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Key Developments

» Authorities use criminal defamation laws to jail, harass journalists.

» Anti-press violence grows. Numerous pre-election attacks reported.

Press freedom suffered notable setbacks in 2011. In the run-up to the presidential election in June, journalists reported an alarming rise in attacks and threats in response to campaign coverage. In northern Peru, one journalist was murdered in reprisal for his work, while two others were killed under unclear circumstances. Trial courts convicted four journalists under archaic criminal defamation laws, with one reporter imprisoned for more than six months until his conviction was overturned on appeal. President Ollanta Humala pledged upon assuming office in July to be a “defender of human rights, freedom of the press, and freedom of expression.” In July, Congress passed a bill that would eliminate jail terms for defamation, but by late year the president had not signed the measure into law.

  • 193

    Days in prison
  • 4

    Criminal defamation convictions
  • 8

    Pre-election attacks or threats
  • 1

    Murdered in 2011, motive confirmed
  • 2

    Congressional access violations

Broadcast journalist Paul Segundo Garay Ramírez was jailed on April 19 on charges of defaming a prosecutor in Coronel Portillo. He was initially sentenced to a three-year prison term. On October 28, the Supreme Court tossed out the conviction, citing flawed evidence. A key audiotape, the court found, had not been properly authenticated.

Garay case timeline:
April 19: Garay was imprisoned on charges of defaming Coronel Portillo prosecutor Agustín López Cruz in an undated radio clip.
July 27: An appeals court in Ucayali upheld the sentence but reduced the prison term to 18 months.
September 19: Chief prosecutor Pablo Sánchez Velarde issued a report that found flaws in the case evidence, including lack of proof that the voice on the recording belonged to Garay.
October 29:
Garay was freed after 193 days in prison, a day after the Supreme Court overturned the conviction.


In addition to Garay, three other journalists were convicted in 2011 on criminal charges of defaming public officials in critical news coverage. Peru's defamation laws are increasingly out of step with regional trends.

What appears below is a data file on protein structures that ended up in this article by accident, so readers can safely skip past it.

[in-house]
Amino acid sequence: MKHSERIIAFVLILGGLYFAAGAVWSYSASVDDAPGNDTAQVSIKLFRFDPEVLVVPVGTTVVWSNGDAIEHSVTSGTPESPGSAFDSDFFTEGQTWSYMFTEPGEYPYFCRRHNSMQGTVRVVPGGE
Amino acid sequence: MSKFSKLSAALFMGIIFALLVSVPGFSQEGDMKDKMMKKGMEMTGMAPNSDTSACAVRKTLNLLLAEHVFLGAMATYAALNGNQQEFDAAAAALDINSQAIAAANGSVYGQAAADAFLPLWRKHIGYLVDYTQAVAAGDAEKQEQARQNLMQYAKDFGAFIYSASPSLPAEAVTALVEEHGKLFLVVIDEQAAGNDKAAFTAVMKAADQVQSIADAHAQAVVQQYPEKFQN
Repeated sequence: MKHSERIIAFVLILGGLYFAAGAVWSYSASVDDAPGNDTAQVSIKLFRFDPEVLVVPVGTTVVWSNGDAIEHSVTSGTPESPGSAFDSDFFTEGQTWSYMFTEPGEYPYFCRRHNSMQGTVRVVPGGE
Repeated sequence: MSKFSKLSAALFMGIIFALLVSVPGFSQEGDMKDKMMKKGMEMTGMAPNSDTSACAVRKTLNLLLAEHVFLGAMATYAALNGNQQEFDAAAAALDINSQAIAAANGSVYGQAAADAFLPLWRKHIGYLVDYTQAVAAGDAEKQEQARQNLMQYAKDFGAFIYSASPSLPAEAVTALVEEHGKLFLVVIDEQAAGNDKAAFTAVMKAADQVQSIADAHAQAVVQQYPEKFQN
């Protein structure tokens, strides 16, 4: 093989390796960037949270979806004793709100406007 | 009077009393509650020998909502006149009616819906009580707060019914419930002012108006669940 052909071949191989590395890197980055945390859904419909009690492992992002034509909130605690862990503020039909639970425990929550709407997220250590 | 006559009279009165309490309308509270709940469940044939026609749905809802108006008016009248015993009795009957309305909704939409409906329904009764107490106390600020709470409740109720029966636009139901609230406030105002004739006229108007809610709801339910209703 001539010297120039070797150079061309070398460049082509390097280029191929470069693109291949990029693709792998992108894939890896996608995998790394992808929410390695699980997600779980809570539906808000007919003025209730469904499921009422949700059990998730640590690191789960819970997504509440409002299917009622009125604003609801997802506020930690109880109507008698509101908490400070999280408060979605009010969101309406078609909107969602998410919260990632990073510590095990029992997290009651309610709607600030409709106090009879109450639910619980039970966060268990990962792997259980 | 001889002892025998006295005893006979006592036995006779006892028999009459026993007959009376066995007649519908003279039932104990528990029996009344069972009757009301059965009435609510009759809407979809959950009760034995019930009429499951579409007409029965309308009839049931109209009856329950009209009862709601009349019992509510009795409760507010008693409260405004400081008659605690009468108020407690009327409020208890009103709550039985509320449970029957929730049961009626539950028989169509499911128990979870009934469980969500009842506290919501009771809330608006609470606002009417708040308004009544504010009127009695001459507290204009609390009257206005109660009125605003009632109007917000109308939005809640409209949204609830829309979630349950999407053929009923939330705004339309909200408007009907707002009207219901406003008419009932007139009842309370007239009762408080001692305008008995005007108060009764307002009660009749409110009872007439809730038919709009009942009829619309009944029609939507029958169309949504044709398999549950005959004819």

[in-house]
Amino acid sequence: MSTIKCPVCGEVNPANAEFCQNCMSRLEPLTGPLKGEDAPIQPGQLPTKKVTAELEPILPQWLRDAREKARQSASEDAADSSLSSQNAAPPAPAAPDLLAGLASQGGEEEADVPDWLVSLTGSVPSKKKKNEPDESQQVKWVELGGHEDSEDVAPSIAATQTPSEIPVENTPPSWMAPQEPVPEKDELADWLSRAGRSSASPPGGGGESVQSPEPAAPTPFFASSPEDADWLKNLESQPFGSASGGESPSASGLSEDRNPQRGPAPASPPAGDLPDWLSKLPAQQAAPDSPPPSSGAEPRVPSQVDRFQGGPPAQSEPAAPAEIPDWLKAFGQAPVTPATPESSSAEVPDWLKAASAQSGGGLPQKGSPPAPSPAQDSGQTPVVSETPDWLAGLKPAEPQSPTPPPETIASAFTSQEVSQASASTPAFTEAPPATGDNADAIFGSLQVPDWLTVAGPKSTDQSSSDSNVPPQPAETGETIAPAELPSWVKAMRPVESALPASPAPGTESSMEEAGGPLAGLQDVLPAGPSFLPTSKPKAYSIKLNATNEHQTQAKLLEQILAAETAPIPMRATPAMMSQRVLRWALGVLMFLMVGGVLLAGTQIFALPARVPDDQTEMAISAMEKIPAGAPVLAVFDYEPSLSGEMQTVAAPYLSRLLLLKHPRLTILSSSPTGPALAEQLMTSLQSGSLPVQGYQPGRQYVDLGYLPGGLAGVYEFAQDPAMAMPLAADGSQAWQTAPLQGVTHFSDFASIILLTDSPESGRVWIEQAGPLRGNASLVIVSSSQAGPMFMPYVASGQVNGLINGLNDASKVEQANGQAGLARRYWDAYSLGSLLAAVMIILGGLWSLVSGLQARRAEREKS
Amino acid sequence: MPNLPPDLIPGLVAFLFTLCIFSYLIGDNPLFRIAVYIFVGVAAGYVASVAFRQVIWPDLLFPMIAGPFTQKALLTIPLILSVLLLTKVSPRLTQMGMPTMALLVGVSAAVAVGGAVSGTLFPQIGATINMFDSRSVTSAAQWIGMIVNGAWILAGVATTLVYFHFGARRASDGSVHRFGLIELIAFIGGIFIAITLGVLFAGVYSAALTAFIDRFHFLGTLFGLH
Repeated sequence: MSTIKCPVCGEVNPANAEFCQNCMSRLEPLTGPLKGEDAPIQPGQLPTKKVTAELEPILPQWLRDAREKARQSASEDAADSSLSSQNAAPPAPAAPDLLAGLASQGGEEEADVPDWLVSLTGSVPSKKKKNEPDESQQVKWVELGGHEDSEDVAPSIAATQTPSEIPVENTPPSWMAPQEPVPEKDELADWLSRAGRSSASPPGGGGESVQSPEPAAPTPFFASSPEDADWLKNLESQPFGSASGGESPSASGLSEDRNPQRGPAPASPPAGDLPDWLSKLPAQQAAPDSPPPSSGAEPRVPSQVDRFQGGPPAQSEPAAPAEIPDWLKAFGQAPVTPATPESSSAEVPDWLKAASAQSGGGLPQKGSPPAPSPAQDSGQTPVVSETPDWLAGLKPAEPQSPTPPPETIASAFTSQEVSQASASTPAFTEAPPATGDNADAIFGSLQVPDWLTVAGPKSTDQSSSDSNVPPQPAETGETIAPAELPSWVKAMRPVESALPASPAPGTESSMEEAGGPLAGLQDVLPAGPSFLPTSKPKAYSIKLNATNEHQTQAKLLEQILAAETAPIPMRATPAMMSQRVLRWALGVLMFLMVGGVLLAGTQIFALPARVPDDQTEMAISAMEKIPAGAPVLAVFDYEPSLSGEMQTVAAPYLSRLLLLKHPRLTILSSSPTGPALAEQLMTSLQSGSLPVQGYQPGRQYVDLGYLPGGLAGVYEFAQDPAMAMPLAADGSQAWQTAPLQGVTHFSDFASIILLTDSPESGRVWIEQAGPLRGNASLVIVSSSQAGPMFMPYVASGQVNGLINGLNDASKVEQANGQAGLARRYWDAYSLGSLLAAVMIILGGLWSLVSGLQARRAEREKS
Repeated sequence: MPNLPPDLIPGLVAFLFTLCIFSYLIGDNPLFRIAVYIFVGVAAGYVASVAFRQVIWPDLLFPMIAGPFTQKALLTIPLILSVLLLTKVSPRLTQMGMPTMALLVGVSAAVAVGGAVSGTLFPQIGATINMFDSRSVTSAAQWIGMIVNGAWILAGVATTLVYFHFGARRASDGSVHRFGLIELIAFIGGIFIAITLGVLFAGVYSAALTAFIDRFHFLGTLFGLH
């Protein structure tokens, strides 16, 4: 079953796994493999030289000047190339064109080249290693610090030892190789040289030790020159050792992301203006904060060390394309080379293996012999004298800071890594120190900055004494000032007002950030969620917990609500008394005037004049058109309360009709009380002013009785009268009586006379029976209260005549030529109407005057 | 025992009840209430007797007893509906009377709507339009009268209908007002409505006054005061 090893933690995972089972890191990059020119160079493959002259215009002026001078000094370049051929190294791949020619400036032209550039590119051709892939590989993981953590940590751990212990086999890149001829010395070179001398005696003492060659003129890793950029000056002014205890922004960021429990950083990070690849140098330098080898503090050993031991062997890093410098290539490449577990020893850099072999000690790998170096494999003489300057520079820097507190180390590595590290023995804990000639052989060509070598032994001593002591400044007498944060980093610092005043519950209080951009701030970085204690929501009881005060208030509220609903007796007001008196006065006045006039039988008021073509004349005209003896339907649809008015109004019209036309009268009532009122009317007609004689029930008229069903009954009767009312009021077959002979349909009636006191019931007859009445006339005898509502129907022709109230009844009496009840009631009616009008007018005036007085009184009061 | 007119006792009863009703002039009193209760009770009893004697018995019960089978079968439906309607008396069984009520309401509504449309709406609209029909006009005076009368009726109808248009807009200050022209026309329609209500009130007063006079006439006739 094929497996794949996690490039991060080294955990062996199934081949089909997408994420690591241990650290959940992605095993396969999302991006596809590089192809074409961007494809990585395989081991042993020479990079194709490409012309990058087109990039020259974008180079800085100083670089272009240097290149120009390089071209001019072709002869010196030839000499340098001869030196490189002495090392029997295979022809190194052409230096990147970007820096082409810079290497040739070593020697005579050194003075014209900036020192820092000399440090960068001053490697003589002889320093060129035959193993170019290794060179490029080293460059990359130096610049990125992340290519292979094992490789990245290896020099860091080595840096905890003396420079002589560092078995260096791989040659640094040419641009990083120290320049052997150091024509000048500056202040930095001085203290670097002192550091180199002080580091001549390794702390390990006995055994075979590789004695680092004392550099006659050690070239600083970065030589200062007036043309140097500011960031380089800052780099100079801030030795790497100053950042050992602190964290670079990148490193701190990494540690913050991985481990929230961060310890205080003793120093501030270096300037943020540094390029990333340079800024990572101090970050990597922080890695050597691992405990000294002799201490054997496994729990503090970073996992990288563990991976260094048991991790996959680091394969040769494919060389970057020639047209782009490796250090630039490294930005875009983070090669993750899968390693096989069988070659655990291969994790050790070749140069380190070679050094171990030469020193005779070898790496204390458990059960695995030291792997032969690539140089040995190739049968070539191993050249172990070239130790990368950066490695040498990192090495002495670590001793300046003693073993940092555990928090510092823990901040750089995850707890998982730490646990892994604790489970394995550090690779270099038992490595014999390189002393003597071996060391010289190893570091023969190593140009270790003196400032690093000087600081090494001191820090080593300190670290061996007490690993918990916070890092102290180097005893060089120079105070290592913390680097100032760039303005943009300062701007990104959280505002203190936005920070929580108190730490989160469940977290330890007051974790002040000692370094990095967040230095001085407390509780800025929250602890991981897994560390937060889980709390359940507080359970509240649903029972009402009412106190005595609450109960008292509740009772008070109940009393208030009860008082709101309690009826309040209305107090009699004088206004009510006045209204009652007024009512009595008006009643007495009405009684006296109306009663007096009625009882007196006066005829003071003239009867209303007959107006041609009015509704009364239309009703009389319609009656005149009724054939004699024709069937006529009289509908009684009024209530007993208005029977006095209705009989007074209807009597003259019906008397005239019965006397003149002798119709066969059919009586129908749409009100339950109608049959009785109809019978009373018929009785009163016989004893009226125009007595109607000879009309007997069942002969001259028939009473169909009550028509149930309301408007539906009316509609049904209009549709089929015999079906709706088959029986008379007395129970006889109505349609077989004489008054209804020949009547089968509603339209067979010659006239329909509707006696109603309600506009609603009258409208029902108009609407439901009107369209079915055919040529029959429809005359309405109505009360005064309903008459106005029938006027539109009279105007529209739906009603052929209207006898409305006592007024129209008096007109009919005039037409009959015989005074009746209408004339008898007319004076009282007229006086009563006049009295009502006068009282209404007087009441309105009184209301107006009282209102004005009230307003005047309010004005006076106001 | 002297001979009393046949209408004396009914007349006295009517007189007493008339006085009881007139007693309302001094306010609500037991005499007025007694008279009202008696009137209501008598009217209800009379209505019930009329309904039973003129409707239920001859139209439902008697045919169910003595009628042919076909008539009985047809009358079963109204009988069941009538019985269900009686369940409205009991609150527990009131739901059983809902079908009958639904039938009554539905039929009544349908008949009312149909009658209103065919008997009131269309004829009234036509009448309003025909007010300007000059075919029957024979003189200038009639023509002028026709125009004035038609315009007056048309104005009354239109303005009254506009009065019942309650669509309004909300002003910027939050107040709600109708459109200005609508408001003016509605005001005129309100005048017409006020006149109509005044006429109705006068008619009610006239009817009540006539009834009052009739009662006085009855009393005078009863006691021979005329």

A year of defamation cases:
July: Reporter Hans Francisco Andrade Chávez was convicted on charges of defaming an official in Chepén; an appeals court overturned his conviction in October on procedural grounds.

September: TV and radio station owner Gaston Medina was given a suspended prison sentence and fined on charges of defaming a local congressman.

November: Broadcast journalist Teobaldo Meléndez Fachín received a suspended prison sentence and fine on charges of defaming a local mayor.

A growing regional consensus to decriminalize defamation:
2009: Costa Rica repealed prison terms for criminal defamation.
2009: Argentina revoked criminal defamation provisions regarding information of public interest.
2009: Brazil voided the 1967 Press Law, which imposed harsh penalties for libel and slander.


CPJ documented eight cases in May in which journalists were assaulted, threatened, or harassed in response to their coverage of the June 5 presidential race.

Breakdown of attacks:


Received death threats






Television reporter Pedro Alfonso Flores Silva, who had covered local government corruption in the northwestern province of Casma, was shot on September 6 and died two days later. Two other journalists were killed in 2011 in unclear circumstances. Radio host Julio Castillo Narváez was gunned down on May 3, and José Oquendo Reyes was killed on September 14. CPJ was investigating the murders to determine whether they were work-related.

Historical information:
7: Peruvian journalists murdered in direct relation to their work since 1992
3: Fatalities in 1992
1: Fatality in 1993
1: Fatality in 2004
1: Fatality in 2007
1: Fatality in 2011


In two cases, Peruvian courts ruled that Congress had violated the country's access-to-information law by withholding records related to alleged malfeasance by members. Courts ruled that Congress must turn over information requested by the regional press group Instituto Prensa y Sociedad (IPYS). Congress had not complied with either ruling by late year.

Information delayed:
7-12: Days allotted by Peruvian law to process information requests.
4: Years it took IPYS to win a court ruling confirming that the public should have access to a Congressional debate that led to sanctions against a member.
2: Years it took to win a court ruling confirming the public should have access to records concerning an allegedly unauthorized Congressional payment.

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